While further debugging, I figured out that this exception was being raised because Anti-Virus program on my system was keeping a lock on this file.

When I disabled the Anti-Virus program error disappeared.

Thanks for your reply and valuable document.


Left by Abnish on Feb 06, 2009 12:23 AM

# re: How To: Modify an Existing Xml File
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This is the exact solution I am looking for. But i have a basic question. XmlDocument and FileStream do not compile for me. What packages should I import to use these class objects. Thanks for your help.
Left by shikha on Feb 18, 2009 7:19 AM

# re: How To: Modify an Existing Xml File
Requesting Gravatar...
Shikha -

According to the msdn documentation, FileStream is in System.IO and XmlDocument is in System.Xml. Sorry I didn't think to include the assemblies/namespaces for completeness' sake. I don't mind helping, but for this kind of question, you are better off using MSDN than waiting around for answers on a discussion thread. There are a lot of good resources at http://msdn.microsoft.com!
Left by Chris on Feb 18, 2009 3:06 PM

# re: How To: Modify an Existing Xml File
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Thank you thank you thank you for this solution to get around the quirkiness of the XmlDocument and FileStream classes!
Left by Walter Bankovitch on Sep 11, 2009 3:19 PM

# re: How To: Modify an Existing Xml File
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Thanks a lot, I even tried FileMode.Truncate but it didn't work neither.
Left by benjamin on Mar 30, 2010 3:43 AM

# re: How To: Modify an Existing Xml File
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Hi,
Is there any way to display selected portion/element/tag of an existing XML file using xmlDoc.getElementsByTagName or whatever else and let the user modify what is displayed on the screen then let the user save the XML file and close. If so sample code will be most appreciated.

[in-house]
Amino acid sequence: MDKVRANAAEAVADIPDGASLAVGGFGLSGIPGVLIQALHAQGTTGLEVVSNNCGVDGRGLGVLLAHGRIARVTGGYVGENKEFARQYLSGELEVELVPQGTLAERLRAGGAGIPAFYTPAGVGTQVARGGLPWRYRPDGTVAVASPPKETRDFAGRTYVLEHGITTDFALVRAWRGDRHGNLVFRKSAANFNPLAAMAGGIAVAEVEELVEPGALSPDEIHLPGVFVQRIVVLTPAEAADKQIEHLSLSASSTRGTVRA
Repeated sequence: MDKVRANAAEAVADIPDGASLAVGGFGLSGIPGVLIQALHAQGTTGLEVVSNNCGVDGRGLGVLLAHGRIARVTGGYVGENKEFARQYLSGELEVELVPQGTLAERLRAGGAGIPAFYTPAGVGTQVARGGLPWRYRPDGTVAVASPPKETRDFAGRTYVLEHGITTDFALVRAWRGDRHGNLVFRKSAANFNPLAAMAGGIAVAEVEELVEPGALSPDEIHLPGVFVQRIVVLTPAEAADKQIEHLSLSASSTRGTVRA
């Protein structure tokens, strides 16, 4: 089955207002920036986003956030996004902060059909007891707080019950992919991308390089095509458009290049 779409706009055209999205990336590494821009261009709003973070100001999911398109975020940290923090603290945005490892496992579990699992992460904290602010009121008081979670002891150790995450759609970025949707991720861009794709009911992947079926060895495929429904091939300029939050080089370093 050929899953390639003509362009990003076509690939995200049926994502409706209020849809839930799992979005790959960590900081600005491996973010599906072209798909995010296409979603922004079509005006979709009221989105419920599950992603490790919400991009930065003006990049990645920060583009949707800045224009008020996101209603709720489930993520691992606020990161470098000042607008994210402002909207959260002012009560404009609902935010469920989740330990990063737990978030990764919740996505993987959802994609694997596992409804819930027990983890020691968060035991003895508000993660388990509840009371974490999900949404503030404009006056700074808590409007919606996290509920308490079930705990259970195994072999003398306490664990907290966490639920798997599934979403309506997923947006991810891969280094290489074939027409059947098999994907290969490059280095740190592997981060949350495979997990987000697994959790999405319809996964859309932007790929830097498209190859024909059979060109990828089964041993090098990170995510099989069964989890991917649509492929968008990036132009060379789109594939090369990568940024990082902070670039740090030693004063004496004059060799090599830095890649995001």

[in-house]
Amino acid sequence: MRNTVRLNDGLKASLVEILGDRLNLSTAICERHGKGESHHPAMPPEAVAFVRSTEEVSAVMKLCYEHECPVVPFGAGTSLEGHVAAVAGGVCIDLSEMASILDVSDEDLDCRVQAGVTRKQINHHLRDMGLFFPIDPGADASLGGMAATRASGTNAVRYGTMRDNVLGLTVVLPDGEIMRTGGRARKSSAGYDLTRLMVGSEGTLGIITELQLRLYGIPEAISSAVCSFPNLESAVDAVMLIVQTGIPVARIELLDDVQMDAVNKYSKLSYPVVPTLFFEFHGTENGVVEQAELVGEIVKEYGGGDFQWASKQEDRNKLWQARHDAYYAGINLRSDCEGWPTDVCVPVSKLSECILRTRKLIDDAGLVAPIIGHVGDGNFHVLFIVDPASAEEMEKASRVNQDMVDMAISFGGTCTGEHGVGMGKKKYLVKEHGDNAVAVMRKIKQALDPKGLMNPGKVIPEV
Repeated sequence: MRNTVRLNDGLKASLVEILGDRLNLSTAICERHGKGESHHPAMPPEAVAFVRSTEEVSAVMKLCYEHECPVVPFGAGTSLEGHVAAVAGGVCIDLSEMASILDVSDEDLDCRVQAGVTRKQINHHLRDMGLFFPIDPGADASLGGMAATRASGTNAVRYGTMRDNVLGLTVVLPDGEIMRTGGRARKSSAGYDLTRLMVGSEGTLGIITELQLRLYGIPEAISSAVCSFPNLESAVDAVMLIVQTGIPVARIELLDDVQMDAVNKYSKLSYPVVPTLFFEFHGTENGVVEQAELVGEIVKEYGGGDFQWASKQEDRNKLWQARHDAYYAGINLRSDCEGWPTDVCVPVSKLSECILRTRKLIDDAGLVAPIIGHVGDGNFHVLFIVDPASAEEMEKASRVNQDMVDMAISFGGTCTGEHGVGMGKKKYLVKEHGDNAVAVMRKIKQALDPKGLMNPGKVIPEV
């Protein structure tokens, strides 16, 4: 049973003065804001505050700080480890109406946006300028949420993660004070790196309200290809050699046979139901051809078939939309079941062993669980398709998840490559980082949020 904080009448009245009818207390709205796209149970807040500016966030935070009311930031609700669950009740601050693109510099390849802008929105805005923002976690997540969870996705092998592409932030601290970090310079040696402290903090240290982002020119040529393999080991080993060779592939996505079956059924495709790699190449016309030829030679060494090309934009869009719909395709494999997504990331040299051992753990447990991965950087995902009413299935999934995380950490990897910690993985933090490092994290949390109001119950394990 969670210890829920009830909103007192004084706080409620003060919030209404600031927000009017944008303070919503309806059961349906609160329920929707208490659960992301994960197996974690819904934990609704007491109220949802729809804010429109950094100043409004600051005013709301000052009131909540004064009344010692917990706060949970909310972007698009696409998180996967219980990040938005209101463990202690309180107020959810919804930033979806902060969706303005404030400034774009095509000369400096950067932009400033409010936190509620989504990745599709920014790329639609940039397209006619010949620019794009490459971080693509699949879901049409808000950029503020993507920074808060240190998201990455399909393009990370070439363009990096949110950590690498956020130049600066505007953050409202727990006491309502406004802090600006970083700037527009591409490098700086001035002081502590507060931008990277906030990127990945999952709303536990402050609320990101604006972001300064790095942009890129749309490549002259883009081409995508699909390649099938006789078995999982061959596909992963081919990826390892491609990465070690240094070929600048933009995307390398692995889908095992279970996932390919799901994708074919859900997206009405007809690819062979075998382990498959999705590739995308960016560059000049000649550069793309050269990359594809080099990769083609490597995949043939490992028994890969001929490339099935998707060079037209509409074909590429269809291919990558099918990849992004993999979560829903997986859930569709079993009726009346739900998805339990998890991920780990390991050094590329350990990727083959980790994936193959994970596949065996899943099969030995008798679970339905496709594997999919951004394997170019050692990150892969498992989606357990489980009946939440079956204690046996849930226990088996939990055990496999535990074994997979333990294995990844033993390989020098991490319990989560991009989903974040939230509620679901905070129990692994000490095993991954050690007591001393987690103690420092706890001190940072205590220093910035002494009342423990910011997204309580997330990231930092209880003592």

Thanks.
Bobby.
Left by Bobby A on Apr 01, 2010 12:36 PM

# re: How To: Modify an Existing Xml File
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Man, you are a project-saver!
I get angry that things like this are not on MSDN or good examples of XML.
You're the best!
Left by XmlNoob on May 19, 2010 7:38 AM

# re: How To: Modify an Existing Xml File
Requesting Gravatar...
Hey Guys.. I am trying to use Transformers to save the XML file

but after looking at this I assume I don't need to do anything of that sort..can somebody tell me how Transformers can be used instead of this and which one will be better?
Left by voiture occasion on Jun 02, 2011 10:59 AM

# re: How To: Modify an Existing Xml File
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Really good post mate.
Left by Simon Earnshaw on Sep 26, 2011 1:39 PM

# re: How To: Modify an Existing Xml File
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Hi Chris,
It's really fit with my requirement, But if you share the xml file for which you have given the soluntion code, that would be great for me to understand. As I am beginer for xml stuff.

Thanks
GKumar
Left by GKumar on Nov 15, 2012 12:38 AM

# re: How To: Modify an Existing Xml File
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Thanks a lot. You made my day :). Was banging my head with this strange (!!!!) exception
Left by Venkat on Mar 10, 2013 10:47 AM